The worrying thing is that this is the norm now. Hull don’t just get beat, they get battered. It’s like they knew they would get battered too. There was little grit in that opening twenty minutes to stop the Wigan onslaught and the completion rate was awful. It couldn’t have been much worse early on as Hull were going through the motions and after a few minutes there was only one outcome.
As far as individuals go few can hold their head up. Young Connor Wynne at fullback had one to forget with a couple of key errors and then a head knock but he was far from alone. The errors come across the park, even Carlos Tuimavave, who had a blinder last week, was making them and that’s when you know to close the betting account and run for cover. Jake Connor also struggled in the halves. Despite some positive signs in the two wins last week it’s just not coming natural to him and especially against the top sides. Sure you can cut him some slack as it doesn’t help when you’ve got nothing to work with as your forwards are getting battered and your team shape is non-existent, but he was ineffective, struggled to pass crisply, had errors in his game and his kicking was wayward. Elsewhere Jordan Johnstone failed to make an impact and Masimbaashe Matongo and Brad Fash as a starting middle combo just got absolutely blitzed by their opposition. On that front the starting Wigan props were Oliver Partington (aged 20) and Ethan Havard (aged 19). Despite being a lot younger they were more aggressive, a lot tougher, and part of a side that seemed to know they had the opposition beaten before they even walked out. Sure Hull improved once they began to use the interchange, Danny Houghton seemed to steer things up a bit and Ligi Sao and Chris Satae both had a dig. In hindsight all three should have started. Elsewhere Manu Ma’u, who must be begging Brad Arthur to take him back to Parramatta, was one of Hull’s best players on the day, but we are clutching at straws to find anything to be upbeat about.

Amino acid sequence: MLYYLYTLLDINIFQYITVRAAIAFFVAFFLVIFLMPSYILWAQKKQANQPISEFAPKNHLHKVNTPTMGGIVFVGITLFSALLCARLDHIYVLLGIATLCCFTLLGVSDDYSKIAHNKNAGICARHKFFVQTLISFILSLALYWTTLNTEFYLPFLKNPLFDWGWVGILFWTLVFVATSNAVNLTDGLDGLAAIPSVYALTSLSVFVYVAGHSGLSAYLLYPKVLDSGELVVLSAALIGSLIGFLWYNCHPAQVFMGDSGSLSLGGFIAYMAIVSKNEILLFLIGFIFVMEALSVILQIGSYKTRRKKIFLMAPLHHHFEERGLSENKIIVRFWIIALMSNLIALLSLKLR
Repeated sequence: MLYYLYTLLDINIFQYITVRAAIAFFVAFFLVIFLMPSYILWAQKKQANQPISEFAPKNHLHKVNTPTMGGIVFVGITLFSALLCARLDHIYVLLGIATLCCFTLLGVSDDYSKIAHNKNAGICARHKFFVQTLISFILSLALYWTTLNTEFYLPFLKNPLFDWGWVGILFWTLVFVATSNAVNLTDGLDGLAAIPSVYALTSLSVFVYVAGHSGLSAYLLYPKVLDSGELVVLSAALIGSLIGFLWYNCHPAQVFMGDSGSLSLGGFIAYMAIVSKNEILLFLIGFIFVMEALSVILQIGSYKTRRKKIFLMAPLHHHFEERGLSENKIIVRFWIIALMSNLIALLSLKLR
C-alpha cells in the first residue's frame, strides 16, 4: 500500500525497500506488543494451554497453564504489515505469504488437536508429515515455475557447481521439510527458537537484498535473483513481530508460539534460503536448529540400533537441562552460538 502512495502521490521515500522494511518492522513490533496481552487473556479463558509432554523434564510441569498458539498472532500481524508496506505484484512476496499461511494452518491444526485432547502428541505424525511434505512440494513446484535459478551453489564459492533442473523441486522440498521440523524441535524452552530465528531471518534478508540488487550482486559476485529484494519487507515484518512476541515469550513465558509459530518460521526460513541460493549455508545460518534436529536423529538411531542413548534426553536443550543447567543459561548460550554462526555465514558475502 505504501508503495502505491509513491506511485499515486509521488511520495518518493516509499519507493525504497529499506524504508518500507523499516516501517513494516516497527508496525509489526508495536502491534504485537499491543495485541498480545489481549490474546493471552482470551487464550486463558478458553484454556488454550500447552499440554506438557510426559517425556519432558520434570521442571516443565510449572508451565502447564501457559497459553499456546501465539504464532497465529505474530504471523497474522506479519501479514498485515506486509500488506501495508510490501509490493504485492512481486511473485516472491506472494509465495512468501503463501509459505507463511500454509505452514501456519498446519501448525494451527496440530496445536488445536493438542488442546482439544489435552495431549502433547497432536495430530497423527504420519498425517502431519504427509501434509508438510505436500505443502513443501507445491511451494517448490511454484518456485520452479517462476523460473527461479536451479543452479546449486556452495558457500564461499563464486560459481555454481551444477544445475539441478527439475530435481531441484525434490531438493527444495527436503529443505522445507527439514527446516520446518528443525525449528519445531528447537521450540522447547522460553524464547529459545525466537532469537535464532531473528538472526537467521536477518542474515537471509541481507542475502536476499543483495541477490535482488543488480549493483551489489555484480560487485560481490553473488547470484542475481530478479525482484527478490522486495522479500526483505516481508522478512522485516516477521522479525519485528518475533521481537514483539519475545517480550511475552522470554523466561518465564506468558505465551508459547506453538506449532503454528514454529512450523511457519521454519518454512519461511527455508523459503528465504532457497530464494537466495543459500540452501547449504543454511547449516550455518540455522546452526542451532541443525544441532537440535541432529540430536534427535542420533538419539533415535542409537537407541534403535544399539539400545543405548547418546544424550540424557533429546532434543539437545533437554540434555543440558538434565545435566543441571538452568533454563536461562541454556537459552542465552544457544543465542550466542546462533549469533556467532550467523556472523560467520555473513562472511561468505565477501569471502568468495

As Wigan eased off, or more to the point realised they could coast the game out in first gear, Hull got a lot of favourable ball in the final quarter but a Mahe Fonua consolation try aside they couldn’t do anything with it, again showing the attacking flaws within the Hull side. Wigan also deserve some credit for that but realistically it was a walk in the park for them. Talk about a whacking. They dominated from start to finish and whilst the scoring dried up late on they bullied Hull in defence. They rarely let up and had little difficultly in controlling the game. Hull were hopeless to prevent it.
Sinister in defeat again, those Hull errors kept coming right up until the final whistle, and some of the defensive efforts early on can’t be covered in glory either. The only positive is that Hull didn’t completely capitulate in the second half and concede over 50 points. That’s the stage we are at now – relieved that we didn’t get completely embarrassed. Says it all. Roll on November.
Wigan Starting XIII: 6. Bevan French, 21. Dom Manfredi, 1. Zak Hardaker, 4. Oliver Gildart, 5. Joe Burgess, 7. Thomas Leuluai, 31. Jackson Hastings, 30. Ethan Havard, 9. Sam Powell, 17. Oliver Partington, 11. Willie Isa, 12. Liam Farrell, 13. Sean O’Loughlin. Interchange: 15. Mitch Clark, 22. Joe Greenwood, 33. Joe Shorrocks, 28. Harry Smith.
Wigan Tries: Powell, Farrell 2, French 2, Burgess, Gildart. Goals: Hardaker 4/7
Hull Starting XIII: 25. Connor Wynne, 24. Mahe Fonua, 3. Carlos Tuimavave, 4. Josh Griffin, 2. Bureta Faraimo, 6. Jake Connor, 7. Marc Sneyd, 19. Masimbaashe Matongo, 16. Jordan Johnstone, 20. Brad Fash, 12. Manu Ma’u, 21. Jordan Lane, 15. Joe Cator. Interchange: 9. Danny Houghton, 10. Chris Satae, 13. Ligi Sao, 30. Jack Brown.
Hull Tries: Fonua. Goals: Sneyd 0/1
Hull 3-2-1 Man of the Match: 3pts Ligi Sao, 2pts Manu Ma’u, 1pt Danny Houghton
Scoring System: 0-6 (Powell), 0-12 (Farrell), 0-16 (French), 0-22 (French), 0-26 (Burgess), 0-30 (Gildart) 0-36 (Farrell) 4-36 (Fonua)
Attendance: Behind closed doors
Referee: Robert Hicks